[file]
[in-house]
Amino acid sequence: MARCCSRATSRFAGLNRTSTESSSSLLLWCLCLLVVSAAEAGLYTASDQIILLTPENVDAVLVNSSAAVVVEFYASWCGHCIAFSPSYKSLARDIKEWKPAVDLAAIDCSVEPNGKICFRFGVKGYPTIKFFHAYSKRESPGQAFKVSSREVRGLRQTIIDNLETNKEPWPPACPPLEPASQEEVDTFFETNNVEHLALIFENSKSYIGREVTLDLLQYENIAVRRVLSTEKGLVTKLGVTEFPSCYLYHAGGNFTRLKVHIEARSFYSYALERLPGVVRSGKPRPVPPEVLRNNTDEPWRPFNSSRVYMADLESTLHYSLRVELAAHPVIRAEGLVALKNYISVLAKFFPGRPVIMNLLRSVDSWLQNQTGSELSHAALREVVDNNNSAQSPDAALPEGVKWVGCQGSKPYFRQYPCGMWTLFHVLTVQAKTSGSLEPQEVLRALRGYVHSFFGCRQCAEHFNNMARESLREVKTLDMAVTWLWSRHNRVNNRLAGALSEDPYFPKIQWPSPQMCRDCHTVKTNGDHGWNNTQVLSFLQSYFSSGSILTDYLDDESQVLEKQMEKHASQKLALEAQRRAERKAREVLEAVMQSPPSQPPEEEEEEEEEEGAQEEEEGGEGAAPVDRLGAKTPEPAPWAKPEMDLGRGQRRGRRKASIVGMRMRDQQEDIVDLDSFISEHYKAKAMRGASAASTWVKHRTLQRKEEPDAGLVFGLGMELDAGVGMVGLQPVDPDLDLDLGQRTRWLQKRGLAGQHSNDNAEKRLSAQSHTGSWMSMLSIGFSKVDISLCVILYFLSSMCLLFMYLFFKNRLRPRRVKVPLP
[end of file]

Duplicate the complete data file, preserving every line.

[in-house]
Amino acid sequence: MARCCSRATSRFAGLNRTSTESSSSLLLWCLCLLVVSAAEAGLYTASDQIILLTPENVDAVLVNSSAAVVVEFYASWCGHCIAFSPSYKSLARDIKEWKPAVDLAAIDCSVEPNGKICFRFGVKGYPTIKFFHAYSKRESPGQAFKVSSREVRGLRQTIIDNLETNKEPWPPACPPLEPASQEEVDTFFETNNVEHLALIFENSKSYIGREVTLDLLQYENIAVRRVLSTEKGLVTKLGVTEFPSCYLYHAGGNFTRLKVHIEARSFYSYALERLPGVVRSGKPRPVPPEVLRNNTDEPWRPFNSSRVYMADLESTLHYSLRVELAAHPVIRAEGLVALKNYISVLAKFFPGRPVIMNLLRSVDSWLQNQTGSELSHAALREVVDNNNSAQSPDAALPEGVKWVGCQGSKPYFRQYPCGMWTLFHVLTVQAKTSGSLEPQEVLRALRGYVHSFFGCRQCAEHFNNMARESLREVKTLDMAVTWLWSRHNRVNNRLAGALSEDPYFPKIQWPSPQMCRDCHTVKTNGDHGWNNTQVLSFLQSYFSSGSILTDYLDDESQVLEKQMEKHASQKLALEAQRRAERKAREVLEAVMQSPPSQPPEEEEEEEEEEGAQEEEEGGEGAAPVDRLGAKTPEPAPWAKPEMDLGRGQRRGRRKASIVGMRMRDQQEDIVDLDSFISEHYKAKAMRGASAASTWVKHRTLQRKEEPDAGLVFGLGMELDAGVGMVGLQPVDPDLDLDLGQRTRWLQKRGLAGQHSNDNAEKRLSAQSHTGSWMSMLSIGFSKVDISLCVILYFLSSMCLLFMYLFFKNRLRPRRVKVPLP